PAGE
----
When friend Liza asked if I wanted to go with her to see a button collection, there was no hesitation on my part. She said it was a great collection in a historic house, but nothing prepared me for what I was to see.

The collection belongs to Linda who does live in a fabulous Victorian house in a small town in north Georgia. Liza had met her on a tour of homes, and was invited back for a closer look at Linda’s stuff. And I say stuff because it’s not just buttons, but also antique and vintage sewing and knitting implements.I thought we would stay an hour or so, but Linda and her husband, Steve, were so gracious that one hour turned to four. And we still could have stayed longer.

These buttons were stored in an old dental case, which has lots of little drawers that once held dental tools. Now each drawer is packed full of buttons. All these plaid decorated ones came from the same estate.

Button collectors often make framed assemblages of buttons on a theme. Here are some of Linda’s dog buttons.

You may not be able to tell from the photo, but this cabinet was about ten feet high. It was custom built for a coin collector.  All the little drawers are full of buttons, with some of Linda’s yarn in the shelves beneath. Linda is a knitter, and she does beautiful work.

There were fancy wooden buttons…

buttons carved from nuts…

figural bakelite buttons…

sports themed buttons…

and plastic buttons.

These printed cloth nursery rhyme buttons are still on the original card.

Remember my post that told about the Muscatine, Iowa button industry?  Linda has a shell from there with the little blanks stamped out.

But it’s not just buttons. Linda also collects other sewing things, and has a wonderful grouping of pincushions and novelty tape measures.

This little sewing machine is a music box that plays “Buttons and Bows.”

Linda also has an enviable collection of antique ribbons and trims.

This trim is silk with silver metal bauble and embroidery.

Like any good button collector, Linda loves all sorts of miniatures. This is a hiking themed pin.

I loved this tiny terrier trimmed purse.

A knitter must also collect knitting aids. These string holders are by Holt Howard and are perfect for yarn.

I’m sorry this is so fuzzy, but I had to show it anyway. This is a silver yarn holder with a bracelet ring.  Beauty and function.

Thanks so much to Liza at Better Dresses Vintage for taking me along on this button adventure.

 

21 Comments

Filed under Collecting

The Rest of the Story – Collection Updates

It probably does not surprise any reader here that I keep a detailed list of things I hope to find. Most of these are items that would fill a gap in my collection, such as an important bathing suit style of which I have no example. For this type of thing I keep a close eye on sellers on Instagram, and I do regular web shop searches.

But much more often I find things through serendipity, in other words, I pull an item from the Goodwill bins. This scarf is an example. Scarves are a good find at my bins. I’ll never have to buy another wool scarf, as I have so many I’ve bought for my own use. Still, I can’t help but look at any that turn up in the bins.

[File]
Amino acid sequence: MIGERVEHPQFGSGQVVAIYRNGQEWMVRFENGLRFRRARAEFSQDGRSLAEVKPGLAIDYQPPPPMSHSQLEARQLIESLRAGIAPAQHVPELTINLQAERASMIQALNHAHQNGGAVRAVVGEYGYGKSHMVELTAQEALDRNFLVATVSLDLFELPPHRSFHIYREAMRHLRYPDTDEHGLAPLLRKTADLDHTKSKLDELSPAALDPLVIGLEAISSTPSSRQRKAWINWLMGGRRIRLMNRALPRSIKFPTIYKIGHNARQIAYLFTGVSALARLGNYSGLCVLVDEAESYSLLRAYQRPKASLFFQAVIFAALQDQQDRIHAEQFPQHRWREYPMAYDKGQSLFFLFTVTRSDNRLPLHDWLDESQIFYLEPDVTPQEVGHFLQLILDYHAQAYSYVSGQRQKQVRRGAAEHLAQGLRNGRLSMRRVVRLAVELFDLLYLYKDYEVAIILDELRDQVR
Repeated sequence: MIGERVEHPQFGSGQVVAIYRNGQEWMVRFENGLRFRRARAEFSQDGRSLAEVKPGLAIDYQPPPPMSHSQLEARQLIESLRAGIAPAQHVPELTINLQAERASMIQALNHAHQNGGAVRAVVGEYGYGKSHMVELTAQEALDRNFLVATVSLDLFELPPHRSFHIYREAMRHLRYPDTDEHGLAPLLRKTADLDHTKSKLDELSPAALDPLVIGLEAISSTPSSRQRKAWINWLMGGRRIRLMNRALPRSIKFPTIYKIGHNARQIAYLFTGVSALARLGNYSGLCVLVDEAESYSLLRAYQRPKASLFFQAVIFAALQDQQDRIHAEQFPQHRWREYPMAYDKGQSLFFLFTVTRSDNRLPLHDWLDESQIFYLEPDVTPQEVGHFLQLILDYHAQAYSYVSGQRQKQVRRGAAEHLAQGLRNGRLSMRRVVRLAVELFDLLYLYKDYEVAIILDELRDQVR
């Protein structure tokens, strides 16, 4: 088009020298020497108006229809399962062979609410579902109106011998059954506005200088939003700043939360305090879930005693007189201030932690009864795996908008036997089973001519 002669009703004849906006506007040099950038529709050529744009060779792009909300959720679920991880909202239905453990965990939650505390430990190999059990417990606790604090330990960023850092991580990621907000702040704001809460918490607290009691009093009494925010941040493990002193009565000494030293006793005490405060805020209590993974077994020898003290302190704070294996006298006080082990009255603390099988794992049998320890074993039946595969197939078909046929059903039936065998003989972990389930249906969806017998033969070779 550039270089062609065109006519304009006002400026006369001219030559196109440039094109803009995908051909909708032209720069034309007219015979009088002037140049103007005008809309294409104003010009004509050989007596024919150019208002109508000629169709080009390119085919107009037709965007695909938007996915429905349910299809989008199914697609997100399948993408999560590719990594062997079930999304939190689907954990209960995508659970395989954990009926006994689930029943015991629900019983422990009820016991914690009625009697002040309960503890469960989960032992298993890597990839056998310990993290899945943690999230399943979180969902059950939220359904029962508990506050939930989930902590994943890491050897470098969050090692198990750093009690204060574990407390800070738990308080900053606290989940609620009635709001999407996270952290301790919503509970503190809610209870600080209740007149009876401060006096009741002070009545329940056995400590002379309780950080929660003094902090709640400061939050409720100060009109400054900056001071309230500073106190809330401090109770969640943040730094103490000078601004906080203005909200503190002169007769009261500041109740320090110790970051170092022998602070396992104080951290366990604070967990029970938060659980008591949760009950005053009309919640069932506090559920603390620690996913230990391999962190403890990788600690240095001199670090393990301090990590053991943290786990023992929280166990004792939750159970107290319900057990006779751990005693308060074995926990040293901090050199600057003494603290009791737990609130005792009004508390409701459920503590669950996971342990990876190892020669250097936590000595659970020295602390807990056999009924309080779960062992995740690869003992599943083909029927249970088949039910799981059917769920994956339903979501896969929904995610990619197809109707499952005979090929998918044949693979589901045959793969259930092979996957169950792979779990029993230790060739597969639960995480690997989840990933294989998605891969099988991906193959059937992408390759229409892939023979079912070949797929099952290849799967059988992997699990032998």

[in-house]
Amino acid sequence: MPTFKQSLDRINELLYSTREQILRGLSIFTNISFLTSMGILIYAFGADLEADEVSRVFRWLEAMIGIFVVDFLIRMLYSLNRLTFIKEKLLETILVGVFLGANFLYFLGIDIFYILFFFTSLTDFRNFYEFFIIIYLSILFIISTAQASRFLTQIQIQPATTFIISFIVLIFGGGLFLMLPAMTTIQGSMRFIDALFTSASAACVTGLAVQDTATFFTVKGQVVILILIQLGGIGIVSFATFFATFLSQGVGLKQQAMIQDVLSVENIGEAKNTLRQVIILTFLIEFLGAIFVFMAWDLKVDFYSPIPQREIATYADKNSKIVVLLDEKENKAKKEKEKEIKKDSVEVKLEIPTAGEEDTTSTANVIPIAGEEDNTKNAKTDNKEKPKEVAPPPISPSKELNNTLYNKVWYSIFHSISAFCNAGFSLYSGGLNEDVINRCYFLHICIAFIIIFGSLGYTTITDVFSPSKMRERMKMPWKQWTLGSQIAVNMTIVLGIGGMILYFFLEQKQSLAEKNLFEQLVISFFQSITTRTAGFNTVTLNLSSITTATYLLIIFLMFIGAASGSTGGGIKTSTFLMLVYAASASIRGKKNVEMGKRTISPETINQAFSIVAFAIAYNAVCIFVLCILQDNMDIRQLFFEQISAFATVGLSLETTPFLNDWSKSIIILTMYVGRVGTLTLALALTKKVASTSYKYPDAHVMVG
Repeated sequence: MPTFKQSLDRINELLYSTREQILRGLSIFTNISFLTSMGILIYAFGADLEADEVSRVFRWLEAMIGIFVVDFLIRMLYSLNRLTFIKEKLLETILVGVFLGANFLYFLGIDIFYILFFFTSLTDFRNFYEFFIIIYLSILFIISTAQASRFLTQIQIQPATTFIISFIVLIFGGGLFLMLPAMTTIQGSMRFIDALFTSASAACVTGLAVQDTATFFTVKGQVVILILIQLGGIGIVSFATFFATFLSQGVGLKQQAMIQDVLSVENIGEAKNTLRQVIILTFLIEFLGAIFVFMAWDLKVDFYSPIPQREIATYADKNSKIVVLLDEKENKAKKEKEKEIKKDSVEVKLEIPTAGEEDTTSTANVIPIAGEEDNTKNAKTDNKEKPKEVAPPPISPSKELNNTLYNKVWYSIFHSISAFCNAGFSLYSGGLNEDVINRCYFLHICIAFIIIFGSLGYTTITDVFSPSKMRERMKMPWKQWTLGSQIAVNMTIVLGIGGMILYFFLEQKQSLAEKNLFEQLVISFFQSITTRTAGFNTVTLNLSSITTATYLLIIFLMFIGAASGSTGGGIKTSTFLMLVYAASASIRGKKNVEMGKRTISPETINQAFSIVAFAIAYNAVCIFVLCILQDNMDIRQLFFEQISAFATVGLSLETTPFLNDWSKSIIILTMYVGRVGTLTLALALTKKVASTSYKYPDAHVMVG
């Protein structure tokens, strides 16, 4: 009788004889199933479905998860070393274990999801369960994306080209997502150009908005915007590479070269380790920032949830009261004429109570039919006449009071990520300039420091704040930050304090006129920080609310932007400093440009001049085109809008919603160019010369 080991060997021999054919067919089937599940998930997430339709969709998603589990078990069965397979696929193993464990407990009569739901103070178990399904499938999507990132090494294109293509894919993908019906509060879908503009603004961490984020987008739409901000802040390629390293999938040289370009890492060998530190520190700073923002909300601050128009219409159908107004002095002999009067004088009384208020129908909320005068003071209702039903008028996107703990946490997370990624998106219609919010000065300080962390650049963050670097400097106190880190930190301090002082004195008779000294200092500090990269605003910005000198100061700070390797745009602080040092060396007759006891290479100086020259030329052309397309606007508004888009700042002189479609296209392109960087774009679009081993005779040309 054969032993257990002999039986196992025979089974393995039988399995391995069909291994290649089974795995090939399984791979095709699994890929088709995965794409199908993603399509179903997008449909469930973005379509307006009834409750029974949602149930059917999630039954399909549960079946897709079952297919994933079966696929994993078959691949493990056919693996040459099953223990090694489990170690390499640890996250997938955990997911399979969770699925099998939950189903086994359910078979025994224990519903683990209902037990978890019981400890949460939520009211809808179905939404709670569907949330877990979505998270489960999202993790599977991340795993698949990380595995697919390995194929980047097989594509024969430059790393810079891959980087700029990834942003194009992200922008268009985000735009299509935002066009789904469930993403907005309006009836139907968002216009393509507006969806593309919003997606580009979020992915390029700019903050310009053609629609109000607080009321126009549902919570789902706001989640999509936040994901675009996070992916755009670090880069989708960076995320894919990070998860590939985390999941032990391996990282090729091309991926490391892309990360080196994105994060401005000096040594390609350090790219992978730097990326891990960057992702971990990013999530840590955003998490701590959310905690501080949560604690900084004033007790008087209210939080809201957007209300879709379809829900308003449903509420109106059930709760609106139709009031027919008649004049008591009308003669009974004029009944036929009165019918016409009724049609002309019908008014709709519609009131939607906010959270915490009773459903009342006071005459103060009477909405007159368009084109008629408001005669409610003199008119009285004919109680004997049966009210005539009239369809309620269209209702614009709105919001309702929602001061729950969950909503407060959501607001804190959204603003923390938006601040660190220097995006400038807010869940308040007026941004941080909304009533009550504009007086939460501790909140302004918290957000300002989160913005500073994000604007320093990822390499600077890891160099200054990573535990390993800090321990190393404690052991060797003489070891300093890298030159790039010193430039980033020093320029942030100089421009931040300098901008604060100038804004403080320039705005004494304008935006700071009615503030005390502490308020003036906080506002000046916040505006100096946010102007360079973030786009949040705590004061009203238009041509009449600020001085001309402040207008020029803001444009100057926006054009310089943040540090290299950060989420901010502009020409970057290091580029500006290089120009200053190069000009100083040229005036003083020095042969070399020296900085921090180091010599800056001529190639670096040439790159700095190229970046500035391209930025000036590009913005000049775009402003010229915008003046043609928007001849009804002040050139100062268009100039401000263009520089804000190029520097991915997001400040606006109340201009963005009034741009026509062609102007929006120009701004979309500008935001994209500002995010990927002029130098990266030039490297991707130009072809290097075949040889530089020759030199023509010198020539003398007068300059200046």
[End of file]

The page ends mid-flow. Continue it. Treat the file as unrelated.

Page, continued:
Back in August I wrote about our trip to Berea and seeing the student weaving operation there. So yes, I was pretty happy to find this vintage Berea College Student Industries scarf in the bins last week. Wool scarves can be difficult to date, but something about this one points to the 1940s.

Some time ago I wrote about my desire to own a Catalina bathing suit made from California Hand Print fabric. These come on the market quite rarely, and they are never cheap, so I’ve been biding my time, waiting for the perfect suit.

Catalina did a great job of advertising these suits, and so most of the designs are well documented. At the top of my wishlist was this suit from 1951, and I jumped into action when Cheshire Vintage posted one on Instagram. So, another gap filled, much to my delight. Now to locate the men’s matching set!

 

13 Comments

Filed under Collecting, Rest of the Story

AAGPBL – The All-American Girl’s Professional Baseball League

Before anyone gets too excited, this uniform is a reproduction. I’ve been wanting an actual AAGPBL uniform for years, but the reality of ever finding one is quite small. There was a very limited number of them made to begin with, and many of these are rightfully in museum collections. Still, a girl can hope.

I found this reproduction at the Goodwill Dig. I knew it was not the real deal, being made in China of a cheap poly/cotton mix. But it was too interesting to leave behind. I contacted the AAGPBL website, and the nice people there told me that a company licensed the design to make these as costumes. And a search on Instagram shows lots of women dressed in this Rockford Peaches costume.

I added the bias binding belt, as the photos show a dark red belt.

The AAGPBL became famous due to the movie, A League of Their Own. I’ve written about the league in the past:

Started in 1943 by Chicago Cubs owner Philip Wrigley in order to keep revenue flowing through Wrigley Field during the war [WWII], it was originally a softball league. The name was changed to baseball, and the rules were a mix of both games. Wrigley came up with the idea of the players wearing skirts with little bloomers beneath. He felt like skirts were more womanly.

He also mandated that the players could not wear slacks off the field, and they must always wear makeup and lipstick, and wear high heels when not playing. There were lots of rules, but the pay was good.

The league was started in 1943, and lasted until 1954. All the teams were in the Midwest, mainly in smaller cities, like Rockford, Illinois. Many of the cities that had teams now house uniforms and memorabilia in their municipal museums.  The Grand Rapids Public Museum has a nice collection of that city’s team, and last year curator Andrea Melvin wrote a great research report on it for the Costume Society of America’s journal, Dress. 

It’s not likely that one of these uniforms will turn up here in Western North Carolina, but then no one expected to find Vince Lombardi’s West Point sweater here either. A girl can hope.

7 Comments

Filed under Collecting, Curiosities, Sportswear